Nectarine Slump

September 14, 2010

Test Kitchen-Approved

Author Notes: Slump is the most easy-going one in the family of fruit-and-dough desserts like buckle, betty, crumble and grunt. This slump's dough is extra fluffy, indulged with mascarpone and barely held together with flour, so it's more like a custardy comforter laid atop your fruit. When the one pictured above emerged from the oven, Kristen noted its raised edges and said it should be called a shrug, not a slump.

I used nectarines because this year's local nectarines were sweet beauties. But I've made this recipe with peaches and apricots, too. In a couple of weeks, I'd slip in those oval Italian plums. Happy shrugging!

Adapted from "Under the Tuscan Sun" and "Cooking for Mr. Latte"
Amanda Hesser

Serves: 10

Ingredients

  • 8 tablespoons salted butter plus more for greasing casserole dish, softened
  • About 1 1/2 pounds ripe, sweet nectarines, pitted and quartered
  • 1 cup plus 1 teaspoon sugar
  • 2 eggs
  • 1 1/3 cups mascarpone
  • 1/8 teaspoon almond or vanilla extract
  • 1/4 cup all-purpose flour
In This Recipe

Directions

  1. Heat the oven to 375 degrees. Wipe the inside of a large shallow casserole with a generous amount of butter. Cover the base, but not too snugly, with nectarine quarters, cut side up. Sprinkle them with 1 teaspoon sugar.
  2. In a mixer fitted with a paddle, cream the butter and the remaining 1 cup sugar. When it's nice and fluffy white, beat in the eggs, then the mascarpone and almond extract. Fold in the flour by hand.
  3. Spoon this mixture over the nectarines and spread it close to the edges of the casserole. Bake in the oven, until the sides rise and warp and the center is just set, 30 to 40 minutes. Let cool before serving.

More Great Recipes:
Cake|Fruit|Nectarine|Serves a Crowd|Summer|Dessert

Reviews (14) Questions (3)

14 Reviews

Sixblade K. August 15, 2017
Made this last night and it was delicious. My one concern is that it was quite heavy, there seemed to be butter that had separated and pooled at the bottom of the baking tray (which solidified this morning). Next time i might experiment with reducing the butter dramatically, i am hoping the plentiful enough mascarpone will carry the chemistry far enough.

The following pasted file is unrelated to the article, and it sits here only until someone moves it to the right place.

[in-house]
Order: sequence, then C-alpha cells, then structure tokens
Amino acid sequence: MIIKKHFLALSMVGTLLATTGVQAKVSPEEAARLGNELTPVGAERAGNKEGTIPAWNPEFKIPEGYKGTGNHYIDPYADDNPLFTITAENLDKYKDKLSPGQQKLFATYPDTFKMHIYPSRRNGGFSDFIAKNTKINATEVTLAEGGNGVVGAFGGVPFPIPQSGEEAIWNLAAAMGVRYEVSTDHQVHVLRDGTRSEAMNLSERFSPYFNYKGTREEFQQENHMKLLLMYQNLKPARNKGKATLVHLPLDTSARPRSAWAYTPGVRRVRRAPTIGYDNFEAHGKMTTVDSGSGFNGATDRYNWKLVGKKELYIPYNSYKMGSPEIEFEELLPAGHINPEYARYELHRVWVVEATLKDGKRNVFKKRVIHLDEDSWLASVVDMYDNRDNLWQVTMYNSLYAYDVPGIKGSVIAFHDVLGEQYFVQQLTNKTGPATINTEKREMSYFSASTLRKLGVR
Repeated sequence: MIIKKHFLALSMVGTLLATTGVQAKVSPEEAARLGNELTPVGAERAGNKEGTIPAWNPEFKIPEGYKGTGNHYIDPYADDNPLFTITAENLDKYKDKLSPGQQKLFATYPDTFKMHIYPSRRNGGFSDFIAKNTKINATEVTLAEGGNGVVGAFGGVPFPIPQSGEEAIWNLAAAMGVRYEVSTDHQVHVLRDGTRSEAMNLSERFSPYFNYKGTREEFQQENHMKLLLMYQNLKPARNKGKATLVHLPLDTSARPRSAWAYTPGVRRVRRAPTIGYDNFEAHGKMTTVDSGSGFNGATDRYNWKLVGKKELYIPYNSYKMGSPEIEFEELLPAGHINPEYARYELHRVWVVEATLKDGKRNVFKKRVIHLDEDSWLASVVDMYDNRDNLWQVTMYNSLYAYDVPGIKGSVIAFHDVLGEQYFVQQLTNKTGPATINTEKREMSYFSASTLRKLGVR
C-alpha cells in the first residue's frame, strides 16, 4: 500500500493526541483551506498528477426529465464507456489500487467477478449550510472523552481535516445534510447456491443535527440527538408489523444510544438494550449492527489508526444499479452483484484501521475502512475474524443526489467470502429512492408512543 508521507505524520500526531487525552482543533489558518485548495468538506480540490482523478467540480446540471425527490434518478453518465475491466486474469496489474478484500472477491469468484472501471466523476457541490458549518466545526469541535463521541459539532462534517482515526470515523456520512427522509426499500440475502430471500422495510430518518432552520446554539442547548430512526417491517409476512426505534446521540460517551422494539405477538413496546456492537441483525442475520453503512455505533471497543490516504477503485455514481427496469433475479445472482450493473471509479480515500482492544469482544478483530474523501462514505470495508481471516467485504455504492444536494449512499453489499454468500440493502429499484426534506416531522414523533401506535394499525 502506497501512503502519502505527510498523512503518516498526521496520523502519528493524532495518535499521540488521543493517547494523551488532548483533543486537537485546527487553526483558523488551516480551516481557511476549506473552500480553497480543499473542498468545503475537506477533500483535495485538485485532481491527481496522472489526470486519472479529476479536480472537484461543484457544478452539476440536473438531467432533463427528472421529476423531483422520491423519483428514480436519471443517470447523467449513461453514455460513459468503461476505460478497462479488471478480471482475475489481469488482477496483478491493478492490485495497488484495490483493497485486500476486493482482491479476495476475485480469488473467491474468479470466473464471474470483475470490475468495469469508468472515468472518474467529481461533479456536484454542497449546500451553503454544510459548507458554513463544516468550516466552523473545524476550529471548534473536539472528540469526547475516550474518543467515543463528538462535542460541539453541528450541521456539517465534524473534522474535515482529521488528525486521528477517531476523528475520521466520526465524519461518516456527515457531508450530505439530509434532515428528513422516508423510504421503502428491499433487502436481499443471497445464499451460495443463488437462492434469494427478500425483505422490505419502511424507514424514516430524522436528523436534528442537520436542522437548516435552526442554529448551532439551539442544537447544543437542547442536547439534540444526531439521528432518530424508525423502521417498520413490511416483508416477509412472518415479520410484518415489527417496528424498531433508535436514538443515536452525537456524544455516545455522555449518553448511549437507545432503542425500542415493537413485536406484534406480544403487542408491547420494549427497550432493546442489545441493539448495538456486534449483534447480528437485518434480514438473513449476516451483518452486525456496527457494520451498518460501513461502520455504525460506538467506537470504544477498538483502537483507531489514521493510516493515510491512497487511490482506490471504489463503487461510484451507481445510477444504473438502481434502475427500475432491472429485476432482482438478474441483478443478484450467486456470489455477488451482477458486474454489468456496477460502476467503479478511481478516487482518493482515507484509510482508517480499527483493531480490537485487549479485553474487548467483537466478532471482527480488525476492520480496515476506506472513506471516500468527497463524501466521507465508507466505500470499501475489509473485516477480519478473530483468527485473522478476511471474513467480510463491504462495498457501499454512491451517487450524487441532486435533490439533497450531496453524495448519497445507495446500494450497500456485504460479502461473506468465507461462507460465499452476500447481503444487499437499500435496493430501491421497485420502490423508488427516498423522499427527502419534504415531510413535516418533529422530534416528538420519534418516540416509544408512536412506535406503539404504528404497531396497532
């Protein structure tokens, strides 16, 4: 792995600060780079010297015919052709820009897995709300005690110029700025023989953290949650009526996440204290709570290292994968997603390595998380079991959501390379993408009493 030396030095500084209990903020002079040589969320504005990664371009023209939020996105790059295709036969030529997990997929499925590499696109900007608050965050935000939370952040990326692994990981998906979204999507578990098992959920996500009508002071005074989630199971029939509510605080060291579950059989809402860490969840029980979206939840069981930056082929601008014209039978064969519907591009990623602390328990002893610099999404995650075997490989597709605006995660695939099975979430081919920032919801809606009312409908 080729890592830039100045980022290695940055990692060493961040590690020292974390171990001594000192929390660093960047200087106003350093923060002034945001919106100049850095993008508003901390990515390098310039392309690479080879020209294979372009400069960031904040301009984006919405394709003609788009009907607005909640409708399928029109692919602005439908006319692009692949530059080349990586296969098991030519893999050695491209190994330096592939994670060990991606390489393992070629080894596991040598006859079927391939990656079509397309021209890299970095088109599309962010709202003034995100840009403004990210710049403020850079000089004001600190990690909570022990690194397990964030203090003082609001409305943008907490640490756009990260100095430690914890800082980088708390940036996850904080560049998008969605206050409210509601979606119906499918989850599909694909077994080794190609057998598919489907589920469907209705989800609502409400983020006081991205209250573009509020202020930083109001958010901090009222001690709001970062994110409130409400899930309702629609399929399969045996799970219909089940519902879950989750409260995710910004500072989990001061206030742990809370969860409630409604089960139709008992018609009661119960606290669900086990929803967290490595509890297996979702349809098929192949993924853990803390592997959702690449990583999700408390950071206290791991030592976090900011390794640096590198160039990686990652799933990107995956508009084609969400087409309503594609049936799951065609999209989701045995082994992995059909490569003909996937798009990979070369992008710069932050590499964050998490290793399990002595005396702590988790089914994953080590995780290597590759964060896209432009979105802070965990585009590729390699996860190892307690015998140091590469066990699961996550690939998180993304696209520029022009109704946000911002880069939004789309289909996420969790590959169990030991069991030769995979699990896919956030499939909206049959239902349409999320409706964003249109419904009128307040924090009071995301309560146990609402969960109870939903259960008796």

Cpprbull July 27, 2016
Can the correct consistency of the beating of the butter and sugar result with a hand mixer?
 
Author Comment
Amanda H. July 27, 2016
Absolutely!
 
Cpprbull July 27, 2016
Great, thanks (although I've also been successful with the wooden-spoon method).
 
MangoEats March 19, 2015
Came out perfect! I will definitely try a few seasonal modifications myself! I posted my pics on my IG @MangoEats
 
Sandra V. September 27, 2011
I just made it tonight (with plums rather than nectarines) and it was simply delicious. The perfect amount of sweet. I added a little (unsweetened) whipped cream to top it all off. I will be definitely making this again and try different fruits. Thank you for this great recipe!
 
Author Comment
Amanda H. September 28, 2011
Glad it worked out. Wonder what it would be like with figs.
 
Karen F. April 30, 2014
a little bit of heaven on earth, I imagine. :-)<br />
 
marmugster September 25, 2011
Should I be worried that I over beat the mascarpone if it starts to look curdy? I'm sure it will taste great anyway....
 
Author Comment
Amanda H. September 25, 2011
No need to worry -- should come out fine. Hope you like it!
 
marmugster September 28, 2011
Thanks Amanda, you were absolutely right, my worries were for naught. Our company gave the slump high praise and a recipe requests.
 
Author Comment
Amanda H. September 28, 2011
Great news!
 
Jillhum September 22, 2011
Shrugging, slouching, or slumping, that looks good!
 
Author Comment
Amanda H. September 22, 2011
Thanks -- all good words, especially when mixed with food.